Ghost on the Shell:
An Expressive Representation of General 3D Shapes

1Max Planck Institute for Intelligent Systems,
2Mila, Université de Montréal, 3ETH Zürich, 4University of Cambridge
*Equal contribution   Directional lead   Shared last author

The creation of photorealistic virtual worlds requires the accurate modeling of 3D surface geometry for a wide range of objects. For this, meshes are appealing since they 1) enable fast physics-based rendering with realistic material and lighting, 2) support physical simulation, and 3) are memory-efficient for modern graphics pipelines. Recent work on reconstructing and statistically modeling 3D shape, however, has critiqued meshes as being topologically inflexible. To capture a wide range of object shapes, any 3D representation must be able to model solid, watertight, shapes as well as thin, open, surfaces. Recent work has focused on the former, and methods for reconstructing open surfaces do not support fast reconstruction with material and lighting or unconditional generative modelling. Inspired by the observation that open surfaces can be seen as islands floating on watertight surfaces, we parameterize open surfaces by defining a manifold signed distance field on watertight templates. With this parameterization, we further develop a grid-based and differentiable representation that parameterizes both watertight and non-watertight meshes of arbitrary topology. Our new representation, called Ghost-on-the-Shell (G-Shell), enables two important applications: differentiable rasterization-based reconstruction from multiview images and generative modelling of non-watertight meshes. We empirically demonstrate that G-Shell achieves state-of-the-art performance on non-watertight mesh reconstruction and generation tasks, while also performing effectively for watertight meshes.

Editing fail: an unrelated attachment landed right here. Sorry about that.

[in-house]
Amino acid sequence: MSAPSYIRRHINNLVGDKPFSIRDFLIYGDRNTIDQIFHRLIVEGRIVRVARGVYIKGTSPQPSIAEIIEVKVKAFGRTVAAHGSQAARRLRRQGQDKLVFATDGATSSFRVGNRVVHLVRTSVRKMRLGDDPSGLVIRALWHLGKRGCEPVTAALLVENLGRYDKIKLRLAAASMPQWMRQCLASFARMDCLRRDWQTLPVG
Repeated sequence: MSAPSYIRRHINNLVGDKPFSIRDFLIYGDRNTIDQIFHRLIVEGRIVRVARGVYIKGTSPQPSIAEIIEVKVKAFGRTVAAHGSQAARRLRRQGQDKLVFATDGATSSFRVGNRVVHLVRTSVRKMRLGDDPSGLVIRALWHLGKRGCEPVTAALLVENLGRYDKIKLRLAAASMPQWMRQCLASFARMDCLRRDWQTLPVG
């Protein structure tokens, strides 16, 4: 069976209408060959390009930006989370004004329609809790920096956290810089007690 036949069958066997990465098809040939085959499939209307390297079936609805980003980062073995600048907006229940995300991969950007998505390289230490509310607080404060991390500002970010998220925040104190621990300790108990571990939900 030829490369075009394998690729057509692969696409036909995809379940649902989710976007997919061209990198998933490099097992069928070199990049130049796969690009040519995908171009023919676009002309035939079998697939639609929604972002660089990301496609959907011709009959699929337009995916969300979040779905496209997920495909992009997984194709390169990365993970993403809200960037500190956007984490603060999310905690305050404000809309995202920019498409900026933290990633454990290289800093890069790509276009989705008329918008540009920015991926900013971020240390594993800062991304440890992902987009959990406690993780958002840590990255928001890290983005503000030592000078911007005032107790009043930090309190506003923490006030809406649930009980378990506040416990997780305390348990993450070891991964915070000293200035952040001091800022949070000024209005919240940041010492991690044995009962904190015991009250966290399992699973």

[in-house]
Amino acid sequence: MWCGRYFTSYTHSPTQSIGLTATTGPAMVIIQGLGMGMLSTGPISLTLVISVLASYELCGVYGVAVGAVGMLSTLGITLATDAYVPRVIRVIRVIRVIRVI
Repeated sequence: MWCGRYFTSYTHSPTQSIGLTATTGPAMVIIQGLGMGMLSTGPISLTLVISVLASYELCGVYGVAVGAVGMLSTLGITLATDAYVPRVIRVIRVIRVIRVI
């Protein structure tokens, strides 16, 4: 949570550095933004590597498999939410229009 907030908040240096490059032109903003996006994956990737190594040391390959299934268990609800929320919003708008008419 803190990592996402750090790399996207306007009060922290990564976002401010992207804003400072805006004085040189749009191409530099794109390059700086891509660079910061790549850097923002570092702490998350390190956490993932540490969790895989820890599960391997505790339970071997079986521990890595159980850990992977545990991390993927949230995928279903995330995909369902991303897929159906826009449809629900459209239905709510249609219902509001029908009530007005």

Take-away Message

G-Shell models both watertight and non-watertight meshes of different shape topology in a differentiable way. Mesh extraction with G-Shell is stable -- no need to compute MLP gradients but simply do sign checks on grid vertices.
G-Shell enables

  • Differentiable rasterization-based inverse rendering of non-watertight meshes. No need to compute integrals on ray samples but simply rasterize your meshes in a parallel manner. As a result, physics-based inverse rendering for non-watertight meshes is made easy with G-Shell.
  • Template-free non-watertight generation. A grid of SDF and manifold SDF (mSDF) scale values are sufficient to parameterize a mesh -- therefore, generation is simply to generate a grid of scalars. Methods like diffusion models can be extended to non-watertight meshes without much effort.

Core Idea

A non-watertight mesh can be seen as some island floating on a watertight shell. We define a manifold signed distance field (mSDF) on the shell. The desired open surface is therefore bounded by mSDF zero isolines. To extract non-watertight meshes is therefore to identify zero isolines.

Reconstruction Show Cases

Rasterization-based inverse rendering with G-Shell can easily handle images rendered with realistic lighting and materials.